For many returnees, the journey to restablish themselves back home is rife with economic precarity and social stigma


Nanjala, a single mother of two,  Left Kenya for Dubai in 2018 after struggling financially to provide for herself and the youngest child.  Through a community member, she was referred to an employment agency which secured a job for her in Dubai as a domestic worker. She stayed with the first employer for one month and eventually moved to another employer, a Lebanese citizen based in Dubai. After working for 4 months, together with her employer they went for  a visit in Lebanon where  she fell ill (hypertension) and was in coma for a month. Upon waking up, her employer had returned back to Dubai, abandoning her with her belongings at the hospital.

With no savings and in a new country, Nanjala relied on well wishers and occasional informal jobs for a year and a half. Following the explosion in Lebanon and the hard economic times related to the pandemic in 2020, many migrant workers especially domestic workers found themselves jobless and living on the streets. One of them was Nanjala who in addition to having no income was pregnant and struggling with poor health. Luckily, a well wisher paid rent for a shelter for Nanjala and four other Kenyan women , paid for their air tickets and one month’s worth of medication for Nanjala. 

On 18th August 2020, Nanjala landed back in Kenya. She was at last happy to be home but unfortunately it was also the beginning of another difficult journey of reintegration. At the Airport, the other returnees gave her Kshs 500 and a lift to the City Stadium in Nairobi as they were headed in a different direction from hers.  Nanjala had tried to contact her family back in Bungoma but on learning that she was pregnant, they rejected her. Stranded in the city with no accommodation, a request came in Lebanon asking if Send us home Kenya (SUHK) would assist Nanjala. SUHK tried to organise temporary accommodation for her, counseling, medical care and pre-natal care.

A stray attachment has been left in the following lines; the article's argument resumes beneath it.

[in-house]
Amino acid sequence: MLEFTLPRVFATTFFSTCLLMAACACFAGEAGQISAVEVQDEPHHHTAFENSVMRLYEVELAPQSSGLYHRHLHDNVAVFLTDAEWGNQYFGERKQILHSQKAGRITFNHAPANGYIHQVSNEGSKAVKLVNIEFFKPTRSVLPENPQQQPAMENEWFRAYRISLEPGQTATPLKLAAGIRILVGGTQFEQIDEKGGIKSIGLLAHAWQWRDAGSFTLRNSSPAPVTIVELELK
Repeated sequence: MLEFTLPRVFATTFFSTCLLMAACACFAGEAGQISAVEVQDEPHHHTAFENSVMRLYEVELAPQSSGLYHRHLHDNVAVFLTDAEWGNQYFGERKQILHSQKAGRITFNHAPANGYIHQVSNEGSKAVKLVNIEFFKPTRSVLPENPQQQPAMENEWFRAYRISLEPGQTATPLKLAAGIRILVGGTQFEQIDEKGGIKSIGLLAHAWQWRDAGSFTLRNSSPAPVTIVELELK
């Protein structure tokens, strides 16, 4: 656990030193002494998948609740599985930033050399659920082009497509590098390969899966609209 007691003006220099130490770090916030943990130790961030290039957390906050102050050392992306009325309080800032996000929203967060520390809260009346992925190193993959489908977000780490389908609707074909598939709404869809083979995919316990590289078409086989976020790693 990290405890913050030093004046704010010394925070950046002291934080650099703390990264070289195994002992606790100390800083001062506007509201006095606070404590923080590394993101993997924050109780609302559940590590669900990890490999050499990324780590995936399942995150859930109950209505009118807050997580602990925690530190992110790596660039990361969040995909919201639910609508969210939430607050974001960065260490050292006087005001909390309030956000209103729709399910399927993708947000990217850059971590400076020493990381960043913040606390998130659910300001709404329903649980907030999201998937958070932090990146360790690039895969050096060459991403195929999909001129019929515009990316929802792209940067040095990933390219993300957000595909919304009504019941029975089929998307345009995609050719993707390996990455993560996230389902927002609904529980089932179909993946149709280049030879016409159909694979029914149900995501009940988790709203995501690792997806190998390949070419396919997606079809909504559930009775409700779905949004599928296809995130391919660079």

In an effort to avoid life struggles in the city, she decided to travel to her village in Bungoma but her family refused to welcome her home.

She was later housed by a well wisher in Nairobi until she gave birth. In an effort to avoid the life struggles in the city, she decided to travel to her village in Bungoma but her family in particular her brothers refused to welcome her home. Her mother was ailing with kidney failure and the family argued that she would be an additional burden. Subsequently she was sent away with her young baby forcing her to return back to Nairobi. SUHK supported her with a stipend of Kshs 6000 which she used to rent a room while other well-wishers supported her with baby clothing and occasional food provisions.

Later she started doing informal jobs such as washing dishes and doing laundry, assisting to cook and serve in small restaurants, just to get some money for survival.  Currently, she has been struggling to get money for her basic needs as it is becoming hard to get even the informal jobs.  The doctors have advised that she should rest more and avoid stress due to her high blood pressure condition but she is determined to find a job to support herself. With resilience and determination, her hope is to get capital and start a small scale restaurant business that will bring in enough income to support herself and her children.